9,233 research outputs found

    Top quark physics at muon and other future colliders

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    The top quark will be extensively studied at future muon colliders. The threshold cross section can be measured precisely, and the small beam energy spread is especially effective at making the measurement useful. We report on all the activities of the top quark working group, including talks on top quark physics at other future colliders.Comment: 16 pages, 9 figures, Summary report of the Top Quark Working Group at the Workshop on Physics at the First Muon Collider and at the Front End of a Muon Collider, November 6-9, 1997, Fermi National Accelerator Laborator

    The impact of chorionicity on pregnancy outcome and neurodevelopment at 2 years old among twins born preterm: the EPIPAGE-2 cohort study

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    OBJECTIVE To compare the short‐ and mid‐term outcomes of preterm twins by chorionicity of pregnancy. DESIGN Prospective nationwide population‐based EPIPAGE‐2 cohort study. SETTING 546 maternity units in France, between March and December 2011. POPULATION A total of 1700 twin neonates born between 24 and 34 weeks of gestation. METHODS The association of chorionicity with outcomes was analysed using multivariate regression models. MAIN OUTCOME MEASURES First, survival at 2‐year corrected age with or without neurosensory impairment, and second, perinatal, short‐, and mid‐term outcomes (survival at discharge, survival at discharge without severe morbidity) were described and compared by chorionicity. RESULTS In the EPIPAGE 2 cohort, 1700 preterm births were included (850 twin pregnancies). In all, 1220 (71.8%) were from dichorionic (DC) pregnancies and 480 from monochorionic (MC) pregnancies. MC pregnancies had three times more medical terminations than DC pregnancies (1.67 versus 0.51%, P < 0.001), whereas there were three times more stillbirths in MC than in DC pregnancies (10.09 versus 3.78%, P < 0.001). Both twins were alive at birth in 86.6% of DC pregnancies compared with 80.0% among MC pregnancies (P = 0.008). No significant difference according to chorionicity was found regarding neonatal deaths and morbidities. Likewise, for children born earlier than 32 weeks, the 2‐year follow‐up neurodevelopmental results were not significantly different between DC and MC twins. CONCLUSIONS This study confirms that MC pregnancies have a higher risk of adverse outcomes. However, the outcomes among preterm twins admitted to neonatal intensive care units are similar irrespective of chorionicity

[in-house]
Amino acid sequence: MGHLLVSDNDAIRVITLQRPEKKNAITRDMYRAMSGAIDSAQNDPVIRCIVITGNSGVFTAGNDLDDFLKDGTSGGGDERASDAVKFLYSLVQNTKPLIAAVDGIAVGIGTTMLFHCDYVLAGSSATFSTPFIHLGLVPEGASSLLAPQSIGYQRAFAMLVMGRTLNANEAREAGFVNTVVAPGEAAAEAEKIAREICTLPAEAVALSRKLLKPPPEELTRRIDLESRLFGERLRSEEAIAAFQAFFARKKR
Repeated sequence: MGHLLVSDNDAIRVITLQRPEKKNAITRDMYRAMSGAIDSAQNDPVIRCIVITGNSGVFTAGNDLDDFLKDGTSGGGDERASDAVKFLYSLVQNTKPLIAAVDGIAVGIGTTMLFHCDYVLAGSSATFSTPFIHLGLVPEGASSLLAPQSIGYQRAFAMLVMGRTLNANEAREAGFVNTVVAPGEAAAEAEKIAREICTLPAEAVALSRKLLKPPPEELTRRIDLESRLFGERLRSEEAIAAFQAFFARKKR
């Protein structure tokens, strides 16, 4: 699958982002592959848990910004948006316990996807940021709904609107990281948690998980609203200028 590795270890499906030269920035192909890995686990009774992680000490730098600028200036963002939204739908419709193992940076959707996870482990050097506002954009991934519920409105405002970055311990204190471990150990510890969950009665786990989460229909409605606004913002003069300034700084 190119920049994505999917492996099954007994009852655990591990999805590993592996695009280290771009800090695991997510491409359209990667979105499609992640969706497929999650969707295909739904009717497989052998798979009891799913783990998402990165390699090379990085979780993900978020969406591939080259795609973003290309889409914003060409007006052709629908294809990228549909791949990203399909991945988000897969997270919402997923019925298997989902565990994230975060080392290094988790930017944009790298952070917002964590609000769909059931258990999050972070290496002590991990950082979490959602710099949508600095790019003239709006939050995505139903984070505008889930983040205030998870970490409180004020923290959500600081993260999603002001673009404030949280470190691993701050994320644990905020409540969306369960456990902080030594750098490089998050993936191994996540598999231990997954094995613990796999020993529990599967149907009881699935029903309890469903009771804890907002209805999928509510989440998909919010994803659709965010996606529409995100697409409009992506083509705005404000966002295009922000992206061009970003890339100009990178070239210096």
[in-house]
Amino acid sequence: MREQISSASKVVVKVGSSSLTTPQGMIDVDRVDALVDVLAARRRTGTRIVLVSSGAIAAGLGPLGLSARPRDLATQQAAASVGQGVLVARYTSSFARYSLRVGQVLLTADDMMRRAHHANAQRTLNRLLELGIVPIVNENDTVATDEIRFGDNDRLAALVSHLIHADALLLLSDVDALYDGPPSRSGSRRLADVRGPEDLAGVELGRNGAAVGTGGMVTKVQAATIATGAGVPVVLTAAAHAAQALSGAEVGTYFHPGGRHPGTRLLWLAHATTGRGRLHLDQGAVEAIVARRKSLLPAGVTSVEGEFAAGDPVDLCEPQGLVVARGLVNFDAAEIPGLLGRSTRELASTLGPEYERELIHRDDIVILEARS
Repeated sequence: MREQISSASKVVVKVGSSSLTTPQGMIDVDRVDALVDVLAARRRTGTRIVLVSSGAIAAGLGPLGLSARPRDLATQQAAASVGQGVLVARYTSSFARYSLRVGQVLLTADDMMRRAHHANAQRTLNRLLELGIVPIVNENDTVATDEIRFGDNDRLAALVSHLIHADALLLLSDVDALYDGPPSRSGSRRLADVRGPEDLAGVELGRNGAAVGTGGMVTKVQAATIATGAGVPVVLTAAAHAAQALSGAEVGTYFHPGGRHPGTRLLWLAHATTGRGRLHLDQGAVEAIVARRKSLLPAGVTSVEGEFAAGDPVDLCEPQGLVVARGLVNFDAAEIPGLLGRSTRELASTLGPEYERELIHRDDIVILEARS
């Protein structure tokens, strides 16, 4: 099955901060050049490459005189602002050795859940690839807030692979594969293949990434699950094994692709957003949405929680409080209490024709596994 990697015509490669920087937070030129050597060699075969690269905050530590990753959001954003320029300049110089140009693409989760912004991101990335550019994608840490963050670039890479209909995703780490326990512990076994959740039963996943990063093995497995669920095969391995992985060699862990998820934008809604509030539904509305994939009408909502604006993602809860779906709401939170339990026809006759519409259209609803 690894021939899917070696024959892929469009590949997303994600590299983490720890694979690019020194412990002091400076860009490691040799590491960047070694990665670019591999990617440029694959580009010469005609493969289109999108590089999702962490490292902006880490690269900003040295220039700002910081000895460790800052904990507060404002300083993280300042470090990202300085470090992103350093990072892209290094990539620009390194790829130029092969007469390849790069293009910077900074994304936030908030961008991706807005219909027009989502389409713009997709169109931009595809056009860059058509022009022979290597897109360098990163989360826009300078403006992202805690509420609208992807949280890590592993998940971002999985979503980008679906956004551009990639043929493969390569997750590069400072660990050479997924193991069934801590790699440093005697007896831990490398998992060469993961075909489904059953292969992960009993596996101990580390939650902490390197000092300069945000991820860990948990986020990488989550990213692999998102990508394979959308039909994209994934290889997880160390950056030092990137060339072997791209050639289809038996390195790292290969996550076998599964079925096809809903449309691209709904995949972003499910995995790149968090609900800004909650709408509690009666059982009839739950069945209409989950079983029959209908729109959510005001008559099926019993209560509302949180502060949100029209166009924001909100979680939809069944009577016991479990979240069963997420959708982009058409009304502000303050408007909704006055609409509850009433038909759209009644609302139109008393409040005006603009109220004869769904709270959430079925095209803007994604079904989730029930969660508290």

Surveillance Mammography in Older Patients With Breast Cancer—Can We Ever Stop?: A Review

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    Approximately 4–5% of breast cancer survivors will develop a new ipsilateral or contralateral cancer (“in-breast event”) over the 5 years following diagnosis, and annual surveillance mammography is recommended for those with residual breast tissue. The risk for such in-breast events persists over time, though increasing age at cancer diagnosis and treatment with hormonal therapy are associated with lower risk, and most older breast cancer survivors will ultimately die from non-breast cancer related causes. Specific guidelines for surveillance strategies in older patients are limited. Prospective data on the benefits and harms of surveillance mammography in this population are lacking, and most of the evidence is derived from observational, retrospective data, often in the general population

    FCIC memo of staff interview with Adolfo Marzol

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    Early Fermi Gamma-ray Space Telescope Observations of the Quasar 3C 454.3